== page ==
Origin of homonymy
Words nearby homonymy
MORE ABOUT HOMONYMY
What does homonymy mean?
Homonymy is the relationship between words that are homonyms—words that have different meanings but are pronounced the same or spelled the same or both.
It can also refer to the state of being homonyms.
The word homonym can be used as a synonym for both homophone and homograph. It can also be used to refer to words that are both homophones and homographs.
Homophones are words that sound the same but have different meanings, whether they’re spelled the same or not. There, their, and they’re are homophones. But so are bark (the sound a dog makes) and bark (the covering of a tree).
Homographs are words that have the same spelling but different meanings, whether they’re pronounced the same or not. Bass (the fish, rhymes with class) and bass (the instrument, rhymes with ace) are homographs. But so are bark (the sound a dog makes) and bark (the covering of a tree).
As you can see, the two senses of bark can be considered both homographs and homophones. The word homonym can also be used to refer to such words—meaning they have both the same spelling and the same pronunciation, but different meanings.
The related adjective homonymous describes words that are homonyms.
Example: Homonymy between words that are spelled the same is often more obvious than homonymy between words that are pronounced the same but spelled differently.
Where does homonymy come from?
The first records of the word homonymy come from around 1550. It is a combination of homo-, meaning “same,” -nym, meaning “name,” and -y, which is used to form abstract nouns. Similarly, the relationship between synonyms (or the state of being synonyms) can be called synonymy.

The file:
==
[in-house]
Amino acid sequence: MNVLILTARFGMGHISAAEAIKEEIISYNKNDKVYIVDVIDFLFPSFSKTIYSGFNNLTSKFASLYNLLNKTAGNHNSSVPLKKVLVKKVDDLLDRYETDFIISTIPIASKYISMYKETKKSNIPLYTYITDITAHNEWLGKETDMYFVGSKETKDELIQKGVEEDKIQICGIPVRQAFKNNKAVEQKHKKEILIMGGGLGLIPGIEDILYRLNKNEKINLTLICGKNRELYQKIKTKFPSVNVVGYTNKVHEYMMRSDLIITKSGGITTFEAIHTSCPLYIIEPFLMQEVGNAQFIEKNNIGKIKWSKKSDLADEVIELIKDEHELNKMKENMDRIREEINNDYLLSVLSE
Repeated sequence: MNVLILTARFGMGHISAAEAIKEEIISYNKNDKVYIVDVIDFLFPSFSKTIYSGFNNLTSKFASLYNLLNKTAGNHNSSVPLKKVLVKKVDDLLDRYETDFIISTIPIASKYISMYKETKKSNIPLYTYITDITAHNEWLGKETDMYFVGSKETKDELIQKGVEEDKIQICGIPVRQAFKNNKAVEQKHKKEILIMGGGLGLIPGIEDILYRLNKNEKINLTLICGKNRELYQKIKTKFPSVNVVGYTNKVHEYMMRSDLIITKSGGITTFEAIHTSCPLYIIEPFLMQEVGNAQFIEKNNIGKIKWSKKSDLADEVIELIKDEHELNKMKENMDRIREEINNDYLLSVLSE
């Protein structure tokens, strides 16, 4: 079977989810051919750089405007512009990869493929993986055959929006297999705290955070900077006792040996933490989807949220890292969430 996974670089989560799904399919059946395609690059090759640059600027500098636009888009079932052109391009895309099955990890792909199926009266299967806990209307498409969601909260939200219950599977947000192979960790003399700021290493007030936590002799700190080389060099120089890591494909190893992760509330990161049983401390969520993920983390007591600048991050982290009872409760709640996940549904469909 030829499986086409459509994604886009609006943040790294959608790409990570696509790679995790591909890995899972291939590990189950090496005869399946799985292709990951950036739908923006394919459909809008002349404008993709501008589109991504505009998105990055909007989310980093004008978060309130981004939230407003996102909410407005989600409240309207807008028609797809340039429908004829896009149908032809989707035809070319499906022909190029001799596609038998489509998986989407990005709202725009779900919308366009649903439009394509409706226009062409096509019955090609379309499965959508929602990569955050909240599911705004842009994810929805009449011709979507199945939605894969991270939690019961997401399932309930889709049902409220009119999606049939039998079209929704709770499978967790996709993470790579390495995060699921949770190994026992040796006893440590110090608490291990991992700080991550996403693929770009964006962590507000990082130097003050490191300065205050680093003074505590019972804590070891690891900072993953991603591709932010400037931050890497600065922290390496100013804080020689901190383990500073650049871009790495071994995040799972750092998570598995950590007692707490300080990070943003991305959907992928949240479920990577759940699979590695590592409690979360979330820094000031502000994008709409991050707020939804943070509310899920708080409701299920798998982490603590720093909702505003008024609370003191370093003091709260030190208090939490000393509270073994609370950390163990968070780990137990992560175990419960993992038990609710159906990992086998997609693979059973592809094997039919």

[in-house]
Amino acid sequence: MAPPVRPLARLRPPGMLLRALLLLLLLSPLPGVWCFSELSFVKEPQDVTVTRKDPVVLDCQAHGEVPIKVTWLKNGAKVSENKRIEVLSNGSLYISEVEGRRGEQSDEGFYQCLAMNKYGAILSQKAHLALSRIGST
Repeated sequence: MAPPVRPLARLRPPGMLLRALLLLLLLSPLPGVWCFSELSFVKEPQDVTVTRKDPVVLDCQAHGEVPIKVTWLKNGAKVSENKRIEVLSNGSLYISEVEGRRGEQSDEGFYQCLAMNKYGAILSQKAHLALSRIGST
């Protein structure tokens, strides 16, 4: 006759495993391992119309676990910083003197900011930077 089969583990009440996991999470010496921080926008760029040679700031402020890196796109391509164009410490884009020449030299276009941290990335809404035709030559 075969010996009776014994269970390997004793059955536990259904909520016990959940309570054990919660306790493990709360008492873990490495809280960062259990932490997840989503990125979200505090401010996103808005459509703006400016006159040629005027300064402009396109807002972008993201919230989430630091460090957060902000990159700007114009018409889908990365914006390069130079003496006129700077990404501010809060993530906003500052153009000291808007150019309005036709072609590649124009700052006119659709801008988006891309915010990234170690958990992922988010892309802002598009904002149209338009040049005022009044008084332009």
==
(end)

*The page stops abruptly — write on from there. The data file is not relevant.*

The -graph in homograph means “written.” Homographs are words that are written the same—meaning they always have the same spelling—but have different meanings. Homographs can be pronounced the same or not.
The -phone in homophone means “sound.” Homophones are words that sound the same but have different meanings, whether they’re spelled the same or not.
So homonymy can involve words that are spelled the same, pronounced the same, or both.
In biology, the word homonym is used in a more specific way to refer to a name for a species or genus that should be unique but has been used for two or more different organisms. In this context, homonymy refers to the state of having the same name or designation.
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What are some other forms related to homonymy?
- homonym (noun)
What are some synonyms for homonymy?
What are some words that share a root or word element with homonymy?
What are some words that often get used in discussing homonymy?
How is homonymy used in real life?
It is much more common to say two words are homonyms than to describe them as being in a state of homonymy.
Eh, homonymy and homography are the banes of many a language. XD English is still *comparatively* easy to learn. https://t.co/uDL9tBUi8Y
— Nick Hunter (@nhSnork) August 13, 2017
I've said metonymy way more than I've ever said metonym (maybe never?). And the inverse goes for homonym/homonymy!
— David Kwong (@davidkwong) August 3, 2020
The most beautiful sentence I have ever read: Homonymy can lead to communicative conflicts and thus trigger lexical (onomasiological) change
— Karl Sharro ***** ***** ***** **** (@KarlreMarks) May 21, 2014
Try using homonymy!
Which of the following word pairs could be considered to exhibit homonymy?
A. air and heir
B. bare and bear
C. bear and bear
D. all of the above